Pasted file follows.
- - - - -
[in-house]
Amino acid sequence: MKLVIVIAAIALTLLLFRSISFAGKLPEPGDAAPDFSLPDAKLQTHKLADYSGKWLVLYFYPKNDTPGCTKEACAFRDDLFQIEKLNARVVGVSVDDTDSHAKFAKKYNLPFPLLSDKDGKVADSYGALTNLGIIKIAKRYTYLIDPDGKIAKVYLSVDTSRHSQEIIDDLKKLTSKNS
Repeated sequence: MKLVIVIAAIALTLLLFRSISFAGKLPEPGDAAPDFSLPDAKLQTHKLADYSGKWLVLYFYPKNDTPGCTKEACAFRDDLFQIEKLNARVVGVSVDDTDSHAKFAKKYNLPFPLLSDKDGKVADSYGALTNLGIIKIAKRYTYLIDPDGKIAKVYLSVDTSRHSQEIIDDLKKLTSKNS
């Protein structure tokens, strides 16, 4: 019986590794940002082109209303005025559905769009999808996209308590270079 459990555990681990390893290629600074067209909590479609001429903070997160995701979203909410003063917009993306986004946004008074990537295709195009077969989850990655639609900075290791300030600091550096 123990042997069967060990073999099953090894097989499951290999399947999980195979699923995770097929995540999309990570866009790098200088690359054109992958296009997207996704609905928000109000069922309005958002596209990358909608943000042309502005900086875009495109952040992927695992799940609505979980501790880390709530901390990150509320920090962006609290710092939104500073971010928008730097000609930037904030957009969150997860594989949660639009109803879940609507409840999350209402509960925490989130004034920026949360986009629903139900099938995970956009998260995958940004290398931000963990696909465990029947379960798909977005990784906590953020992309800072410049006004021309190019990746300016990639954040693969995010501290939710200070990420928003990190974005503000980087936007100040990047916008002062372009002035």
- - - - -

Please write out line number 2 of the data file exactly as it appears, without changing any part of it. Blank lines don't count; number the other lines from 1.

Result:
Amino acid sequence: MKLVIVIAAIALTLLLFRSISFAGKLPEPGDAAPDFSLPDAKLQTHKLADYSGKWLVLYFYPKNDTPGCTKEACAFRDDLFQIEKLNARVVGVSVDDTDSHAKFAKKYNLPFPLLSDKDGKVADSYGALTNLGIIKIAKRYTYLIDPDGKIAKVYLSVDTSRHSQEIIDDLKKLTSKNS